The UK government has no plans to recognise non-binary as a legal gender identity, a statement from the Cabinet Office has revealed.
It’s been argued by the government that if it was included within the Gender Recognition Act (GRA) there would be numerous complications.
The statement reads: “The Government noted that there were complex practical consequences for other areas of the law, service provision and public life if provision were to be made for non-binary gender recognition in the GRA.
“In UK law individuals are considered to be the sex that is registered on their birth certificate – either male or female.
“The GRA provides a means for transgender people to change the sex on their birth certificate, but there is currently no provision for those who do not identify as male or female.”
The response comes after a petition was launched, in which people are arguing the government needs to be more inclusive.
In total, over 136,000 people signed for the change.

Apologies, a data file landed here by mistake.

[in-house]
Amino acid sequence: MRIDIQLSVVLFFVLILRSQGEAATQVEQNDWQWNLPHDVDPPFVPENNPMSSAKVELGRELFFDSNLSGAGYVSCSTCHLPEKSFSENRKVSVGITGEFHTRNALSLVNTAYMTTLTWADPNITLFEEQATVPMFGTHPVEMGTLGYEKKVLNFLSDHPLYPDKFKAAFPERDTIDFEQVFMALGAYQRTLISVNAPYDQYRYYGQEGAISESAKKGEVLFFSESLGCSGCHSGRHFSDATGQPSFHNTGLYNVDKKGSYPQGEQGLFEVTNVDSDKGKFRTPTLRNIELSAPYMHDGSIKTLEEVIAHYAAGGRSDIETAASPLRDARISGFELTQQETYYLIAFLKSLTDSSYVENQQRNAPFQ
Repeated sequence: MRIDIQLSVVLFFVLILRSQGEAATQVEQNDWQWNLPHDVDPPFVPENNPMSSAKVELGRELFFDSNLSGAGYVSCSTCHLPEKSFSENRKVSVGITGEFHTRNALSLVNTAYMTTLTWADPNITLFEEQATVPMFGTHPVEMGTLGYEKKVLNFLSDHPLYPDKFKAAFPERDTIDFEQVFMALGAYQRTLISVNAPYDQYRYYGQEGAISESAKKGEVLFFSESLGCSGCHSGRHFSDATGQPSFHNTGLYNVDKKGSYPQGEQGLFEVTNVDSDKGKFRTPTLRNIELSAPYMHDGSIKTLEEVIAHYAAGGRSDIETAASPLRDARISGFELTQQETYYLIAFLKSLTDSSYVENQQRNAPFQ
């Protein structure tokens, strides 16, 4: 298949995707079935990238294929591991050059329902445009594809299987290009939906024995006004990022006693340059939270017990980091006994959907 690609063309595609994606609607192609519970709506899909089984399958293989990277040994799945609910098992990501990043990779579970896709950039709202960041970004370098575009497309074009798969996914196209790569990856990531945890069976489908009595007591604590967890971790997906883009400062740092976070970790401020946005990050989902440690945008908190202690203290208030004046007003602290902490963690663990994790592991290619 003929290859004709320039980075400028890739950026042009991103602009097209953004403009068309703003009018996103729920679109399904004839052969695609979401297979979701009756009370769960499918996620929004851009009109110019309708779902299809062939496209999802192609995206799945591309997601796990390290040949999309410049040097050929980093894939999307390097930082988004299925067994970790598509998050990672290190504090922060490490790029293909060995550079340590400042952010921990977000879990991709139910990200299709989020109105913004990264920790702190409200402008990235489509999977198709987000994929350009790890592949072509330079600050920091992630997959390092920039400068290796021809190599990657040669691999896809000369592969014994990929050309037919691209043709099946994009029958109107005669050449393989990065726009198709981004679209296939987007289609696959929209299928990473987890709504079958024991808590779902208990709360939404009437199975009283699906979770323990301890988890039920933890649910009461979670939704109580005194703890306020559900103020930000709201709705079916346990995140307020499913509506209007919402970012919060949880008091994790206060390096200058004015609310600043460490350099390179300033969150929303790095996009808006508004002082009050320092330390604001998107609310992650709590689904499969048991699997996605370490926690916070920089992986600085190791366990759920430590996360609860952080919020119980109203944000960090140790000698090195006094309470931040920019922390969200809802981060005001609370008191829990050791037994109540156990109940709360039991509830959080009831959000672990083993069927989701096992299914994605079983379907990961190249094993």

“By recognising non-binary as a valid gender identity, it would aid in the protection of non-binary individuals against transphobic hate crimes and would ease gender dysphoria experienced by non-binary people,” the petition’s description read.
A review of the GRA in 2018 revealed that 58% of people within the UK believe non-binary people should be included in the legislation.
Currently, Denmark, New Zealand, Bangladesh, India, and Nepal allow citizens to be recognised as non-binary on legal documentation, according to Equal Recognition.
In parts of the US and Canada, non-binary people can also opt to identify as ‘X’.
Check out our Video of the Day below…